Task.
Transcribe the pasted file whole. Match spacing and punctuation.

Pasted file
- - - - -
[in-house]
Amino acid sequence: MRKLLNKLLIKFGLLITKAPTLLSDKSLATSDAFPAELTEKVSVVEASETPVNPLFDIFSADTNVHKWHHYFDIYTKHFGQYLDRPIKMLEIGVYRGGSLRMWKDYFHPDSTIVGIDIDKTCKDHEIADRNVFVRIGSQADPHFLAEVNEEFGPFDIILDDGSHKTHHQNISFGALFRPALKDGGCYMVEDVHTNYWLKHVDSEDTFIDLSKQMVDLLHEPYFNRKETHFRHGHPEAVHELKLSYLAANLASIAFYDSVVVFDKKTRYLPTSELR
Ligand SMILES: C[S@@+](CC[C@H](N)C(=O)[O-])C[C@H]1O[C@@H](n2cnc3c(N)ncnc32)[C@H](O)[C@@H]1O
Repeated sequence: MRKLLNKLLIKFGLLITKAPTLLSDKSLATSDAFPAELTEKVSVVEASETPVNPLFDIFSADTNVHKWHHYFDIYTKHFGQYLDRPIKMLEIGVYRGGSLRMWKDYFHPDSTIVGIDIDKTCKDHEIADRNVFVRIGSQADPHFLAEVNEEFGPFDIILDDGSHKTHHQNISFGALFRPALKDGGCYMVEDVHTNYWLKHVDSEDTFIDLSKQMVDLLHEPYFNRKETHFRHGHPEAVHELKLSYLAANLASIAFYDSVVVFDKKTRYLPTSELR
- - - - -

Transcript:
[in-house]
Amino acid sequence: MRKLLNKLLIKFGLLITKAPTLLSDKSLATSDAFPAELTEKVSVVEASETPVNPLFDIFSADTNVHKWHHYFDIYTKHFGQYLDRPIKMLEIGVYRGGSLRMWKDYFHPDSTIVGIDIDKTCKDHEIADRNVFVRIGSQADPHFLAEVNEEFGPFDIILDDGSHKTHHQNISFGALFRPALKDGGCYMVEDVHTNYWLKHVDSEDTFIDLSKQMVDLLHEPYFNRKETHFRHGHPEAVHELKLSYLAANLASIAFYDSVVVFDKKTRYLPTSELR
Ligand SMILES: C[S@@+](CC[C@H](N)C(=O)[O-])C[C@H]1O[C@@H](n2cnc3c(N)ncnc32)[C@H](O)[C@@H]1O
Repeated sequence: MRKLLNKLLIKFGLLITKAPTLLSDKSLATSDAFPAELTEKVSVVEASETPVNPLFDIFSADTNVHKWHHYFDIYTKHFGQYLDRPIKMLEIGVYRGGSLRMWKDYFHPDSTIVGIDIDKTCKDHEIADRNVFVRIGSQADPHFLAEVNEEFGPFDIILDDGSHKTHHQNISFGALFRPALKDGGCYMVEDVHTNYWLKHVDSEDTFIDLSKQMVDLLHEPYFNRKETHFRHGHPEAVHELKLSYLAANLASIAFYDSVVVFDKKTRYLPTSELR